A few months ago – what I like to think of as my golden past—I would have said the Elevated Acre was the spot. Back then I’d pop up there whenever I could find the chance: a slow day on the trading floor, a long lunch break at Deutsche Bank, an informal meeting with American International Group (I have a few jobs—I’m also available to baby-sit). The Elevated Acre’s dense undulating strips of tall grass and trees provide a nice spot to take off your shoes and hide; its boardwalk stands 30 feet above the East River with its sunny views and helicopters, and its turf lawn is perfect for some face-down napping. The top two floors of the palazzoesque New York City Police Museum →
(originally the First Precinct Police Station) peeking over the lawn add a nice touch—like you’re passed out on the manor grounds of some old estate in England. Then you roll over and gaze up at the largest office building in the city.
The Elevated Acre was part of the original design for 55 Water Street, though it didn’t have the snazzy name. When the two-building complex was completed in 1972 it had more square-footage than any office building ever built: a monument to the super-monoliths of the 1970s that everybody hates so much today. By providing a public plaza on the property, developers were able to trade for an additional six-and-a-half or so floors, a pretty standard arrangement in New York since the 1961 Zoning Resolution. As one New York City developer put it, “Architectural amenities are sheer nonsense. Zoning determines architecture.”
He’s got a point. The 1961 Zoning Resolution was a creature of its day, following in some fashion Le Corbusier’s vision of the future city as “skyscrapers set in parks.” It emphasized very large plots, built uniformly tall and wide, surrounded by or including open spaces. What you generally got were nondescript, oppressive monstrosities, squatting over neighborhoods, removed from the city grid and its street energy by bands of marginal and unused public plazas. 55 Water Street itself replaced four whole city blocks of older buildings and removed some streets entirely from the map. The original plaza followed along the same disappointing lines: built almost as lip service for the traded increase in square footage it allowed. The plaza was hidden away, unmarked from street level, and paved primarily in brick (including a wall at the eastern end that effectively cut off the East River view). The fountains and pools that it included didn’t last long before they were shut down and for long stretches of time the plaza would be closed entirely, unopened to the public. Don’t worry, the owners of the building got to keep their extra six-and-a-half floors. →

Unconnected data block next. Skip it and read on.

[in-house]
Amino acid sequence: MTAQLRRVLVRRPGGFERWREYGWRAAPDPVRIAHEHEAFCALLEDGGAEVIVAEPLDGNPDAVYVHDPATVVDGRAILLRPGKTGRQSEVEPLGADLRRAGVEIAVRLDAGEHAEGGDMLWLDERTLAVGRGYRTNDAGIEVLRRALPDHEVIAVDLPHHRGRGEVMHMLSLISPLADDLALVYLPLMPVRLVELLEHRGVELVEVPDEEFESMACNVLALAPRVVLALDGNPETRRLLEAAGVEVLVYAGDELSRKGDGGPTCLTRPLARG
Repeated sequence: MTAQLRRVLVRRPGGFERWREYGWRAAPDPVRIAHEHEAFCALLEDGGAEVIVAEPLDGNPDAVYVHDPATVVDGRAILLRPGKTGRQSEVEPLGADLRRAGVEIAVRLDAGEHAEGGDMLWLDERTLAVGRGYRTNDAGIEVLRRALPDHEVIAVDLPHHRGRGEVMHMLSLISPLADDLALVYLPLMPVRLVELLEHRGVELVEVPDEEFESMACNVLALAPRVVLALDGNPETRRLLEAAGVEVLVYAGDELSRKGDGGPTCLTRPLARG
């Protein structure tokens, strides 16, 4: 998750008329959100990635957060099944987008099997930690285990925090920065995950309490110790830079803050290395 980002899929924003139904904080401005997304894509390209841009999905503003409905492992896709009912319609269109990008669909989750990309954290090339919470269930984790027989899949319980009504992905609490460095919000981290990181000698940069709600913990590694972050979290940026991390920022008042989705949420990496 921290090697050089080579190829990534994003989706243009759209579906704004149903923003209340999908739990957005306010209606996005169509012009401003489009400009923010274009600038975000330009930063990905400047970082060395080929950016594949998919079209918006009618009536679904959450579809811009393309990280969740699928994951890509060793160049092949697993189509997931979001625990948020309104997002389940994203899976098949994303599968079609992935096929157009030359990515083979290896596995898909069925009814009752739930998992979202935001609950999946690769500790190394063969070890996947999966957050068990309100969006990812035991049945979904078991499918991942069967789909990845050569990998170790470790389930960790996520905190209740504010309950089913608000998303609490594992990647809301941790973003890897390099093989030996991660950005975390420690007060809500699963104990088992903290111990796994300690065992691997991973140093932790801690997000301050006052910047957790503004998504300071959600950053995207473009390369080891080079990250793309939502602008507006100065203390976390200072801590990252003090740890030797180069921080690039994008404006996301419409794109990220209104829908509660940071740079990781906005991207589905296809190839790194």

The original design has been called the height of “cynicism towards the public”—indicative of the orthodox planning of its day, which consciously or not seemed intent on destroying the very assets that make a city unique (I’m deep into Jane Jacobs’ The Death and Life of Great American Cities—truly amazing). It seems all the more exciting, then, that the Elevated Acre has been remade. Today the space is inviting, relevant and, most importantly, used—a reflection, in part, of the growing residential character of Lower Manhattan. A park means nothing by itself; it’s pointless if it isn’t frequented. Someone has to be around to feel the breeze blow, to watch the turf struggle nobly towards the sun. Well, we’re that somebody! It’s a small and lovely role to play—it takes like five minutes. Sure it’s winter, but whatever. There are things to do still, we’ve all got minds; we’ve invented layers. Something’s gonna happen. Something can be very small. ♦
Guitar for the Elevated Acre Video: “Mile High Raga” by Ryan Abernathey.